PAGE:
By Aimee Shafer
Few of us have been intrepid enough to step deep inside a cave. What’s to see anyway? Caves are completely devoid of light.
Yet, these delicately balanced ecosystems offer much to experience. Let me take you on an armchair tour to shed a light on these otherworldly places. Remember, you’ll need gloves and clean gear to keep the magnificent environment pristine. Now, grab a flashlight and let’s begin exploring.
Dim outside light will extend into the entrance zone of the cave, and here you can expect to meet the first cave locals. Not all cave animals are permanent inhabitants. Some will look more familiar to us since they bridge the gap between our two worlds. Important pollinator species bats and birds utilize caves for roosting or hibernation. If dangling bats are noticed, it is best to redirect the light to avoid disturbing them. Also, expect greetings from salamanders and crickets as you enter into their world.
Shining a flashlight on the pathway ahead, you will trek through crawl spaces, scramble over rocks or simply walk upright into different-sized rooms within a single cave. Regardless, expect to get very muddy.
“When I first started caving, I spent a lot of time scooting on my butt or crawling,” says Andrea Jones Martinez of the Asheville Flittermouse Grotto, the oldest cave conservation organization in WNC and a chapter of the National Speleological Society. “I ended up designing a tank top emblazoned with ‘Crawling Not Falling,’ a phrase I use a lot when I cave today.”
Constant internal conditions lead to the slow creation of rock formations, called speleothems. These formations may tower over you like a giant or appear as little straws decoratively dangling from the ceiling. When hit with light, many of the formations glitter from mineral deposits. Always take a few minutes to feel the magic by tracing each room with the light. Many cavers could spend hours just marveling at the speleothems alone, but there is much more to appreciate.
Because of these odd conditions, such as the lack of light and limited airflow, animal residents are specifically tailored to this environment. Deep inside the cave, animals are eyeless and have a colorless appearance. Instead of relying on sight, these creatures have other enhanced senses that aid them in acquiring food. So, do not be fooled; these critters are skilled hunters.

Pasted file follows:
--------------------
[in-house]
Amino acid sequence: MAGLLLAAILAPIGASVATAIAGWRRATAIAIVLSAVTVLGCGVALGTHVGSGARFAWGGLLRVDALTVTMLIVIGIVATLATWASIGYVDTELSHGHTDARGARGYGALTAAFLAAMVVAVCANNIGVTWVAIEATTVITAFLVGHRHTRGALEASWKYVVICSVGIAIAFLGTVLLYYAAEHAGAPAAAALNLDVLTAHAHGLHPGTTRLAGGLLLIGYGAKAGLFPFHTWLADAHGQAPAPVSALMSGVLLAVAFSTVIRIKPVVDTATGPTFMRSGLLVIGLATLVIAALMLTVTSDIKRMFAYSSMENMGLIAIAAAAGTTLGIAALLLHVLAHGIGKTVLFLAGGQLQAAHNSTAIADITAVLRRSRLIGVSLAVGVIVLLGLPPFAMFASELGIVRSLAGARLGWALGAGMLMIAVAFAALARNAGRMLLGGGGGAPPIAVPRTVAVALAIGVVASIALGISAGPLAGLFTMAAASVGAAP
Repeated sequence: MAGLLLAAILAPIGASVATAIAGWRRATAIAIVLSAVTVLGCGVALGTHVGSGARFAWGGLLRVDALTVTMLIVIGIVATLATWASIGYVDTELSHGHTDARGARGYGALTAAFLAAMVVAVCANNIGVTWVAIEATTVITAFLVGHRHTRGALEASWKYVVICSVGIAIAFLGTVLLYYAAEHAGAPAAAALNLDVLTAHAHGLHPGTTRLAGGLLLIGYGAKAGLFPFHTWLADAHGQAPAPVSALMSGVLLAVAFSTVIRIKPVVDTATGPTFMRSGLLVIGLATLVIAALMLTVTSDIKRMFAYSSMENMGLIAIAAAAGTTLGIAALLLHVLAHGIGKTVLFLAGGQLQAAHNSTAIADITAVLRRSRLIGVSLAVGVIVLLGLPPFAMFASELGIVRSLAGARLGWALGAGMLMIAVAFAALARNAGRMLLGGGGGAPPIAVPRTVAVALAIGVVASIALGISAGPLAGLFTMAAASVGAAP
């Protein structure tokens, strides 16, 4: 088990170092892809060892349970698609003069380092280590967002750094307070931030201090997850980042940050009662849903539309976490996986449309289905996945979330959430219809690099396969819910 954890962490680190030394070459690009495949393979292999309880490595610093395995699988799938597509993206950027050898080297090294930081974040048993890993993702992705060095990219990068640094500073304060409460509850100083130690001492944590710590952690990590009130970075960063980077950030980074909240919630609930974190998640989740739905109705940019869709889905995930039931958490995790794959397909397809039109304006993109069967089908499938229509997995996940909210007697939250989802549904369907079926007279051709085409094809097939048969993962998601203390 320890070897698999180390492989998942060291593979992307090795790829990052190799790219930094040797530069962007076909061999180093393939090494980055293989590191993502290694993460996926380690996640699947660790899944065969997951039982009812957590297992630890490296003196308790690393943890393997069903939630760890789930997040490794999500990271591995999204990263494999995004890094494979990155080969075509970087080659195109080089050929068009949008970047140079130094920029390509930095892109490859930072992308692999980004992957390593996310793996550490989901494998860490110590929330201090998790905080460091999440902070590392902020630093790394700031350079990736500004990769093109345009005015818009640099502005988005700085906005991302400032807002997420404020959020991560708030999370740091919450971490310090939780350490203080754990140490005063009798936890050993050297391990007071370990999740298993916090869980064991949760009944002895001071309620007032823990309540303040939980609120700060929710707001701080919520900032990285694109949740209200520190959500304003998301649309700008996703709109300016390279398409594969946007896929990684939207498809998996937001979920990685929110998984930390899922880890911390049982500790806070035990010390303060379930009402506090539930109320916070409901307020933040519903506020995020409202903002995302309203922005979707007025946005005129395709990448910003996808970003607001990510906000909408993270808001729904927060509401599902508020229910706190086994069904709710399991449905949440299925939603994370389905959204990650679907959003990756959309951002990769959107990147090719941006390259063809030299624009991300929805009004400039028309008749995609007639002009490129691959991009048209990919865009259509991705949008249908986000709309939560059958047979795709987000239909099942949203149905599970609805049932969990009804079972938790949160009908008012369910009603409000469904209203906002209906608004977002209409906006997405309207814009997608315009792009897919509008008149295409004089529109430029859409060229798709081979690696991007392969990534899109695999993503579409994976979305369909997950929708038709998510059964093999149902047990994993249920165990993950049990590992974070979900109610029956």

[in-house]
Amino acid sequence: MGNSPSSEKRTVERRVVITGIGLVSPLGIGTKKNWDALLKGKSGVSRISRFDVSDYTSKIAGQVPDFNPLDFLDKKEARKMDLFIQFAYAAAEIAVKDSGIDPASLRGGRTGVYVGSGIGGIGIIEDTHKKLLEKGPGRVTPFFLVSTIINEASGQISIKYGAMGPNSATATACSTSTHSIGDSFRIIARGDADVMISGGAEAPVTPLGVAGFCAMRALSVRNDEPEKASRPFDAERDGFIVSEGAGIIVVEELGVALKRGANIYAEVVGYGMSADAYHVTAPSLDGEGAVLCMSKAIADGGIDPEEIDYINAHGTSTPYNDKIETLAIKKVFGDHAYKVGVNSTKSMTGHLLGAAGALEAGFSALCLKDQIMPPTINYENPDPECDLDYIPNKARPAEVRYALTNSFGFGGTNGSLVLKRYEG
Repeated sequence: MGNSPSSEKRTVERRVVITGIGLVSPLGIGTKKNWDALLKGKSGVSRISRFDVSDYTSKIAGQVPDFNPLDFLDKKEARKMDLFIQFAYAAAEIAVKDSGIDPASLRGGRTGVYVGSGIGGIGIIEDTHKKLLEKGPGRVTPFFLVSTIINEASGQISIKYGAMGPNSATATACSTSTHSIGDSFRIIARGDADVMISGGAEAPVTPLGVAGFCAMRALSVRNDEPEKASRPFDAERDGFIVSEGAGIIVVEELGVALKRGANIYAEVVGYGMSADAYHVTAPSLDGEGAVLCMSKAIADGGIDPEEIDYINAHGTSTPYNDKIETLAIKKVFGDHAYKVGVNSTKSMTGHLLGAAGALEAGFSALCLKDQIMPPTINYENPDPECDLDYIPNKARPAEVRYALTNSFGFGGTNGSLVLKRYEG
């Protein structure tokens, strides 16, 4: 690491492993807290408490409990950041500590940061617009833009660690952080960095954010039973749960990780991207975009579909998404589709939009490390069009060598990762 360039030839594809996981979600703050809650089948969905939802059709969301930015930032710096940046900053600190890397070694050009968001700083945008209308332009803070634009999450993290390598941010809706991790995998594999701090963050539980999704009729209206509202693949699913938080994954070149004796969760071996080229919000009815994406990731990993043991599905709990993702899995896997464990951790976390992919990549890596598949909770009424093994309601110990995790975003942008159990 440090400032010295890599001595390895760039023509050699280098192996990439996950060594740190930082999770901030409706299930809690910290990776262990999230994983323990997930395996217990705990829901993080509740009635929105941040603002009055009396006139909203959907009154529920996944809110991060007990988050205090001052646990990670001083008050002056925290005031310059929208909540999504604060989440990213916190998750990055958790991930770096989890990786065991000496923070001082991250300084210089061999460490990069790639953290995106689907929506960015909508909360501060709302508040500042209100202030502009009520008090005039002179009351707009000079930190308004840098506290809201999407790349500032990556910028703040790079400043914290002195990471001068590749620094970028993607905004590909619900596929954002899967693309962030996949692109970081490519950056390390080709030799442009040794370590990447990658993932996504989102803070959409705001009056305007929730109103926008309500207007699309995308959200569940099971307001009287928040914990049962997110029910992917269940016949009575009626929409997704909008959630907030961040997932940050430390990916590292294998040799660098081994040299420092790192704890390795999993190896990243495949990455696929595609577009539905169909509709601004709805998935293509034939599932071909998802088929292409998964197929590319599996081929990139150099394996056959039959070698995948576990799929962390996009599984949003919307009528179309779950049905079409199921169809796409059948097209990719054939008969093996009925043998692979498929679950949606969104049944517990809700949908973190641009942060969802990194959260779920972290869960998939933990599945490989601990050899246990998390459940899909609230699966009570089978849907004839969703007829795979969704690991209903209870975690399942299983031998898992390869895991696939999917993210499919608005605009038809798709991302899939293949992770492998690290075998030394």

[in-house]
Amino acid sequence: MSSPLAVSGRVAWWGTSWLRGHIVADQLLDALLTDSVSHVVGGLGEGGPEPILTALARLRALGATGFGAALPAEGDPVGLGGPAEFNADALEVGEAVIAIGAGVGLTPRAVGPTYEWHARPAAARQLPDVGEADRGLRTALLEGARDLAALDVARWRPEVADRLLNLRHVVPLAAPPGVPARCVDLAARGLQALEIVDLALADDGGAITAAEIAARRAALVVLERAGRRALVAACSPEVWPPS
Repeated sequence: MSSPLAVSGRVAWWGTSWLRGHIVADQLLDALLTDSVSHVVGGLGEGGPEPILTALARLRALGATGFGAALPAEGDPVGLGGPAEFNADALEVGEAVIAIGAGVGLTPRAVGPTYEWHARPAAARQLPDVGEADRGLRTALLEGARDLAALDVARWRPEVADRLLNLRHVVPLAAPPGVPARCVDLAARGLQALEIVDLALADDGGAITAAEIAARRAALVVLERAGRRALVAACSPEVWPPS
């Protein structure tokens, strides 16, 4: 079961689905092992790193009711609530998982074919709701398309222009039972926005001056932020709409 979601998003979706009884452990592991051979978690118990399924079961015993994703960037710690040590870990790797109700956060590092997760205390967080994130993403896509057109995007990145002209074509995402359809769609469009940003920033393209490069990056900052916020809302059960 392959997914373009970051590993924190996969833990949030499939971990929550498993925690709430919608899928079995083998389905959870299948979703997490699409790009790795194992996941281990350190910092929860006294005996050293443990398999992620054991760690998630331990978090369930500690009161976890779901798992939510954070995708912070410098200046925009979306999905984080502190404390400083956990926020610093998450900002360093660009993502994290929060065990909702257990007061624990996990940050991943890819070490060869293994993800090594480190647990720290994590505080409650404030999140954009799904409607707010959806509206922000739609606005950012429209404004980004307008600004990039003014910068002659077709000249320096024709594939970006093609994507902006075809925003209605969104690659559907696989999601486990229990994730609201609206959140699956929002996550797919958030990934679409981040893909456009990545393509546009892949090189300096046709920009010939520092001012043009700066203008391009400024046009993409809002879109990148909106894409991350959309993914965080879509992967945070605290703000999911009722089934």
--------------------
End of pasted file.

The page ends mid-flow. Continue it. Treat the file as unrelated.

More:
Permanent inhabitants, like fish, salamanders and crayfish, can look like aliens to their surface-dwelling counterparts. Insects play an important role in the food webs of caves, so be prepared to cross paths with quite a few. Crickets, mites, millipedes and even spiders are common in Appalachian caves. They survive by preying on each other, feasting on microbes or enjoying decaying matter left behind by bats. Catching a glimpse of these with the flashlight can feel like you are starring in a sci-fi movie, but remember these harmless friends are more startled by you.
The Appalachian Mountains are 480 million years old, and these wise mountains harbor magic for recreationalists and scientists alike. Through time, thousands of caves were forged and now provide worlds of wonder. “Show caves” are designed for beginners and are great for families. A guided tour at Linville Caverns, in Marion, is a great introduction to this experience.
For more hands-on caving, connecting with a local cave group will ensure proper safety and conservation practices. Litter, food waste, bare-hand contact and wearing hiking gear with dirt from other adventures are all harmful. It is always best to research ways to help protect these areas.
“What’s beneath your feet really needs to be protected because these are little hidden ecosystems full of animals that are unique to the planet,” says Jill Yager, PhD, a research associate at the Department of Invertebrate Zoology at the Smithsonian Institute. Consequently, she says, recreationalists must learn to “cave softly” to look after these hidden worlds.
Aimee Shafer is an outreach volunteer with Appalachian Wild, a nonprofit whose mission is to help injured and orphaned wildlife, support WNC’s wildlife rehabilitation network and provide conservation education. To help, visit AppalachianWild.org.